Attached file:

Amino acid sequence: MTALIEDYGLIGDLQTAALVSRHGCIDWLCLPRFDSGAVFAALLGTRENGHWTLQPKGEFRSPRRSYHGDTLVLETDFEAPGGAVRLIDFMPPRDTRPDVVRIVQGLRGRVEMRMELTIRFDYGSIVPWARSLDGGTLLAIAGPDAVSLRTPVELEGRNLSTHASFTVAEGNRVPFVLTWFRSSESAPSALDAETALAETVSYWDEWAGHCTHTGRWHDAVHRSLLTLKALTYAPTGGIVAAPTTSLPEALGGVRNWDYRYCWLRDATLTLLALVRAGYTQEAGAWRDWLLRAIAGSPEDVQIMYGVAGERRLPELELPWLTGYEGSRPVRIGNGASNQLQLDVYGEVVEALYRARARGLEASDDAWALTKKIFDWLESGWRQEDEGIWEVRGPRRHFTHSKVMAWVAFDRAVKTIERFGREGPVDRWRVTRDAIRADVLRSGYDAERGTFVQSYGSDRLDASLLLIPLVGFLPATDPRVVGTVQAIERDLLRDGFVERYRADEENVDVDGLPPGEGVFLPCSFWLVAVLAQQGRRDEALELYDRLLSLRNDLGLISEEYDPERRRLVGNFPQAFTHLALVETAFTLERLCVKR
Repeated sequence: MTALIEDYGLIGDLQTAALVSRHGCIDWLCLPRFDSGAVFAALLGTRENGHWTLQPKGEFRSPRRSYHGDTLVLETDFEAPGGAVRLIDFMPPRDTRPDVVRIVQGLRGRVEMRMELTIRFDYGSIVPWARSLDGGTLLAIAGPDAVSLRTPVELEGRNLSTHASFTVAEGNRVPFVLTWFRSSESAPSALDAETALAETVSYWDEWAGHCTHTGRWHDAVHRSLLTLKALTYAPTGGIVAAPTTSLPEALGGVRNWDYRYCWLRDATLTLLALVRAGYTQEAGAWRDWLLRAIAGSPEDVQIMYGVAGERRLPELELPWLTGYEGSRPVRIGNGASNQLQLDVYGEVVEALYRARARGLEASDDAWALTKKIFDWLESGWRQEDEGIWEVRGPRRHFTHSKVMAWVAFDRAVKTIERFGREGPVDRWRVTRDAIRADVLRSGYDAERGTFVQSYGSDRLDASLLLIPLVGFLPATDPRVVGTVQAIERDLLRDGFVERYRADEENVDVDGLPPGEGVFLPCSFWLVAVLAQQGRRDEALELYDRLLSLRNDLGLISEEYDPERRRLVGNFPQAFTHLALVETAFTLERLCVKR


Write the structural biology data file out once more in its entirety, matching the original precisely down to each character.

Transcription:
Amino acid sequence: MTALIEDYGLIGDLQTAALVSRHGCIDWLCLPRFDSGAVFAALLGTRENGHWTLQPKGEFRSPRRSYHGDTLVLETDFEAPGGAVRLIDFMPPRDTRPDVVRIVQGLRGRVEMRMELTIRFDYGSIVPWARSLDGGTLLAIAGPDAVSLRTPVELEGRNLSTHASFTVAEGNRVPFVLTWFRSSESAPSALDAETALAETVSYWDEWAGHCTHTGRWHDAVHRSLLTLKALTYAPTGGIVAAPTTSLPEALGGVRNWDYRYCWLRDATLTLLALVRAGYTQEAGAWRDWLLRAIAGSPEDVQIMYGVAGERRLPELELPWLTGYEGSRPVRIGNGASNQLQLDVYGEVVEALYRARARGLEASDDAWALTKKIFDWLESGWRQEDEGIWEVRGPRRHFTHSKVMAWVAFDRAVKTIERFGREGPVDRWRVTRDAIRADVLRSGYDAERGTFVQSYGSDRLDASLLLIPLVGFLPATDPRVVGTVQAIERDLLRDGFVERYRADEENVDVDGLPPGEGVFLPCSFWLVAVLAQQGRRDEALELYDRLLSLRNDLGLISEEYDPERRRLVGNFPQAFTHLALVETAFTLERLCVKR
Repeated sequence: MTALIEDYGLIGDLQTAALVSRHGCIDWLCLPRFDSGAVFAALLGTRENGHWTLQPKGEFRSPRRSYHGDTLVLETDFEAPGGAVRLIDFMPPRDTRPDVVRIVQGLRGRVEMRMELTIRFDYGSIVPWARSLDGGTLLAIAGPDAVSLRTPVELEGRNLSTHASFTVAEGNRVPFVLTWFRSSESAPSALDAETALAETVSYWDEWAGHCTHTGRWHDAVHRSLLTLKALTYAPTGGIVAAPTTSLPEALGGVRNWDYRYCWLRDATLTLLALVRAGYTQEAGAWRDWLLRAIAGSPEDVQIMYGVAGERRLPELELPWLTGYEGSRPVRIGNGASNQLQLDVYGEVVEALYRARARGLEASDDAWALTKKIFDWLESGWRQEDEGIWEVRGPRRHFTHSKVMAWVAFDRAVKTIERFGREGPVDRWRVTRDAIRADVLRSGYDAERGTFVQSYGSDRLDASLLLIPLVGFLPATDPRVVGTVQAIERDLLRDGFVERYRADEENVDVDGLPPGEGVFLPCSFWLVAVLAQQGRRDEALELYDRLLSLRNDLGLISEEYDPERRRLVGNFPQAFTHLALVETAFTLERLCVKR